Man can now reproduce his best friend — South Korean scientists announced on Wednesday they had created the world’s first cloned dog.
Woo-Suk Hwang and his team of researchers at Seoul National University made world headlines earlier this year when they created stem cells with a patient’s specific genetic material, derived through cloned embryos.
Now they have cemented their place as leaders in the field by creating Snuppy, the first dog cloned from adult cells by somatic nuclear cell transfer. This is the same technique used to create Dolly, the world’s first cloned mammal, and other animals.
Hwang said the breakthrough in cloning dogs may advance work on combating diseases by therapeutic cloning with stem cells.
“Our research goal is to produce cloned dogs for (studying) the disease models, not only for humans, but also for animals,” Hwang told a press conference.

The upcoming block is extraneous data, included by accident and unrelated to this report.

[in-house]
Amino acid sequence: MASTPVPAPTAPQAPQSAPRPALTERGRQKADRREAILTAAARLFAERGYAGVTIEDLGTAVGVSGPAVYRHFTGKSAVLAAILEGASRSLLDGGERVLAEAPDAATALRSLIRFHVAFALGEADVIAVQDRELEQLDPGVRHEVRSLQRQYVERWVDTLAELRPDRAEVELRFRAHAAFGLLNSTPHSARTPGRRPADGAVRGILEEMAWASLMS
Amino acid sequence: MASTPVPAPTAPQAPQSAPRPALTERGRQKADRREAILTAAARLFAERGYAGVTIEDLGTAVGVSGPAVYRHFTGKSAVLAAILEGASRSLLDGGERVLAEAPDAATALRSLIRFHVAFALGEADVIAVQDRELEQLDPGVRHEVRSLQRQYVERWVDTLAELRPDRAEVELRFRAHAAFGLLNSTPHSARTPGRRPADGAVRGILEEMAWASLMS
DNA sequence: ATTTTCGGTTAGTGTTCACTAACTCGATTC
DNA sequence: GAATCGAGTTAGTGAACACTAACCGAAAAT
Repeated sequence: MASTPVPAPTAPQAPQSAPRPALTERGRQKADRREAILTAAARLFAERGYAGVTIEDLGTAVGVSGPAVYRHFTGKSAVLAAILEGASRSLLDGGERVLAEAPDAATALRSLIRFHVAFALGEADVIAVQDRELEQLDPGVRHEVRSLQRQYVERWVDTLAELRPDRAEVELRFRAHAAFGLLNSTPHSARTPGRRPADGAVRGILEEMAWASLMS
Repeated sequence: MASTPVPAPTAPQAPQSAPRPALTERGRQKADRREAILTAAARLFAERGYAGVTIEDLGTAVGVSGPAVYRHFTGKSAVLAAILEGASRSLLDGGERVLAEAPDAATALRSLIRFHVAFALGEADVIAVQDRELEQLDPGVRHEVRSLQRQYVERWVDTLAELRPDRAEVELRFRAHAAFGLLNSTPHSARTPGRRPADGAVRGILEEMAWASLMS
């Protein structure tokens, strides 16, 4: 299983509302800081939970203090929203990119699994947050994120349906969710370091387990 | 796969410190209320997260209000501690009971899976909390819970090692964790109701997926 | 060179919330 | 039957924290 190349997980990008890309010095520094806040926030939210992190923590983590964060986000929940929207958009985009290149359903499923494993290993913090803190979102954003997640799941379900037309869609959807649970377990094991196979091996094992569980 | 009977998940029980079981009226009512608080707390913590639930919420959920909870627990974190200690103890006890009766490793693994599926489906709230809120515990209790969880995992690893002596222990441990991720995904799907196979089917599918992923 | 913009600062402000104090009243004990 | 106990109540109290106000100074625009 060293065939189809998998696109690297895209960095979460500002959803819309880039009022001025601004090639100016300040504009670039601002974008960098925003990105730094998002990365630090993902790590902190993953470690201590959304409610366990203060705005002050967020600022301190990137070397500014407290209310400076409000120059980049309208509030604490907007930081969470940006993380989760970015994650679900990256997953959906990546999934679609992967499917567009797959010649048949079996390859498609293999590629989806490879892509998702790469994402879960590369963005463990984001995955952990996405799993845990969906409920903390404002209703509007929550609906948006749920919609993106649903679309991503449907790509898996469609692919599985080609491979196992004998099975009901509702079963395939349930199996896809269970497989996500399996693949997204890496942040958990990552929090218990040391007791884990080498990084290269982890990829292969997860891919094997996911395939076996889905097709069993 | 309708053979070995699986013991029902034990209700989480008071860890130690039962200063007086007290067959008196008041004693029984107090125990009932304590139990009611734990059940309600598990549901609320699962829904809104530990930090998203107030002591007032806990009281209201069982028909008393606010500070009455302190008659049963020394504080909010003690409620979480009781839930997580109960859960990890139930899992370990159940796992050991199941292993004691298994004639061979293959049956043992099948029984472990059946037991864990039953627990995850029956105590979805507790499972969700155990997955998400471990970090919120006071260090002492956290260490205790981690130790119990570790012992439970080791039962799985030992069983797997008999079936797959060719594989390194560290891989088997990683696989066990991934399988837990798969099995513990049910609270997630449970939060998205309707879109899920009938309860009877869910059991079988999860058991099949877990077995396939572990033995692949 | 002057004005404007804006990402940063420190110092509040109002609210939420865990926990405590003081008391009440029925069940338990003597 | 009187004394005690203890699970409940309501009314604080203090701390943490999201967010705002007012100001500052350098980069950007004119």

Snuppy, short for Seoul National University puppy, where Hwang’s lab is located, is a male born by caesarean section weighing 530 grams (19 ounces) on April 24 after a normal, full-term pregnancy in a yellow Labrador surrogate mother.
The second puppy, NT-2, weighed in at 550 grams (19.4 ounces) but died 22 days later from pneumonia. A post-mortem exam showed there were no anatomical problems with the dog that died.
A total of 1,095 reconstructed embryos were transferred into 123 surrogates to create the two dogs — an efficiency rate of 1.6 percent.
Both puppies were created from an adult skin cell taken from a male Afghan hound using somatic cell nuclear transfer. Sheep, mice, cows, goats, pigs, rabbits, cats, a mule and horse have been cloned in the same way.
The Afghan breed was selected mainly for its size and striking appearance, researchers said.
By Jon Herskovitz